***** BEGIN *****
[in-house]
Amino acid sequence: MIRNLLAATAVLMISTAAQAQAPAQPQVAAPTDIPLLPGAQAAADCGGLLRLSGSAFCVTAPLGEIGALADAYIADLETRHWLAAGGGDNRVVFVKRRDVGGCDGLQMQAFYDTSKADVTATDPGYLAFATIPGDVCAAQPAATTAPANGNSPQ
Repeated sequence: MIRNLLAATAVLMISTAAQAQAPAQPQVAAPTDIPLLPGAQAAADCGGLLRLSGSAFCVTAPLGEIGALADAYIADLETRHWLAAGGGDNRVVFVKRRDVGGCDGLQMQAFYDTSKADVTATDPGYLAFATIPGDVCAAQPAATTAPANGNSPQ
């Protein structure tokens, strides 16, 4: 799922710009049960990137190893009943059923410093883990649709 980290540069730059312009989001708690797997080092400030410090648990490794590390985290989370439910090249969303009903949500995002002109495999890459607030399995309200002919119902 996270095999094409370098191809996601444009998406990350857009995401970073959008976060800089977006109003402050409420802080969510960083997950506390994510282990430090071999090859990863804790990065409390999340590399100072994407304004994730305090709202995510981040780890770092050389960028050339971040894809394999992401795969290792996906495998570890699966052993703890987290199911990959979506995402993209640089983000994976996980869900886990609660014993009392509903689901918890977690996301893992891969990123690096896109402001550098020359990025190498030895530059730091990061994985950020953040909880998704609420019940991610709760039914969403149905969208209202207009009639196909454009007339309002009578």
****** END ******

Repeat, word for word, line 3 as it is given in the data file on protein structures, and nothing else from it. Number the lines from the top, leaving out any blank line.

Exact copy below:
Repeated sequence: MIRNLLAATAVLMISTAAQAQAPAQPQVAAPTDIPLLPGAQAAADCGGLLRLSGSAFCVTAPLGEIGALADAYIADLETRHWLAAGGGDNRVVFVKRRDVGGCDGLQMQAFYDTSKADVTATDPGYLAFATIPGDVCAAQPAATTAPANGNSPQ